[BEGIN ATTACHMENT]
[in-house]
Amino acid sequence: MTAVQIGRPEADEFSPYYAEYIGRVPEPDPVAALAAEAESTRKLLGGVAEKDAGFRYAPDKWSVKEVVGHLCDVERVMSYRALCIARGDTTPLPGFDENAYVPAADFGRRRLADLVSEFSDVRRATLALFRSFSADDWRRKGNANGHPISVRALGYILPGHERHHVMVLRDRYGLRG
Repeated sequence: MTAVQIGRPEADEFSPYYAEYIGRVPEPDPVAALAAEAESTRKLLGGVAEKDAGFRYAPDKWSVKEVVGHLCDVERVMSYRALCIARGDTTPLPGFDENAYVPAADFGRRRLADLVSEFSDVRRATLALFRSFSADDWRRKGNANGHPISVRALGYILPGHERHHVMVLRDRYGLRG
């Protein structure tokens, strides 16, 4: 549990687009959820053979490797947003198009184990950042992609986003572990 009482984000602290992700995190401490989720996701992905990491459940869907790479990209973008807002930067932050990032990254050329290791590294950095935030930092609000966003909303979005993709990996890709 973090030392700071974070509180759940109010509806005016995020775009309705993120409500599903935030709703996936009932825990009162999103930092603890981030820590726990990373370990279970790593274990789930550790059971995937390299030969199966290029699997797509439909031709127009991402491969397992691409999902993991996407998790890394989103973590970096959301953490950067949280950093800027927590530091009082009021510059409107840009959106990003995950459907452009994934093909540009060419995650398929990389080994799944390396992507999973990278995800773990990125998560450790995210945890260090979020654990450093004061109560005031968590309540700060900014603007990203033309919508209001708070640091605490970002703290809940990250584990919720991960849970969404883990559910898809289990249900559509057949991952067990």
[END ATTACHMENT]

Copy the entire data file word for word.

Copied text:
[in-house]
Amino acid sequence: MTAVQIGRPEADEFSPYYAEYIGRVPEPDPVAALAAEAESTRKLLGGVAEKDAGFRYAPDKWSVKEVVGHLCDVERVMSYRALCIARGDTTPLPGFDENAYVPAADFGRRRLADLVSEFSDVRRATLALFRSFSADDWRRKGNANGHPISVRALGYILPGHERHHVMVLRDRYGLRG
Repeated sequence: MTAVQIGRPEADEFSPYYAEYIGRVPEPDPVAALAAEAESTRKLLGGVAEKDAGFRYAPDKWSVKEVVGHLCDVERVMSYRALCIARGDTTPLPGFDENAYVPAADFGRRRLADLVSEFSDVRRATLALFRSFSADDWRRKGNANGHPISVRALGYILPGHERHHVMVLRDRYGLRG
């Protein structure tokens, strides 16, 4: 549990687009959820053979490797947003198009184990950042992609986003572990 009482984000602290992700995190401490989720996701992905990491459940869907790479990209973008807002930067932050990032990254050329290791590294950095935030930092609000966003909303979005993709990996890709 973090030392700071974070509180759940109010509806005016995020775009309705993120409500599903935030709703996936009932825990009162999103930092603890981030820590726990990373370990279970790593274990789930550790059971995937390299030969199966290029699997797509439909031709127009991402491969397992691409999902993991996407998790890394989103973590970096959301953490950067949280950093800027927590530091009082009021510059409107840009959106990003995950459907452009994934093909540009060419995650398929990389080994799944390396992507999973990278995800773990990125998560450790995210945890260090979020654990450093004061109560005031968590309540700060900014603007990203033309919508209001708070640091605490970002703290809940990250584990919720991960849970969404883990559910898809289990249900559509057949991952067990």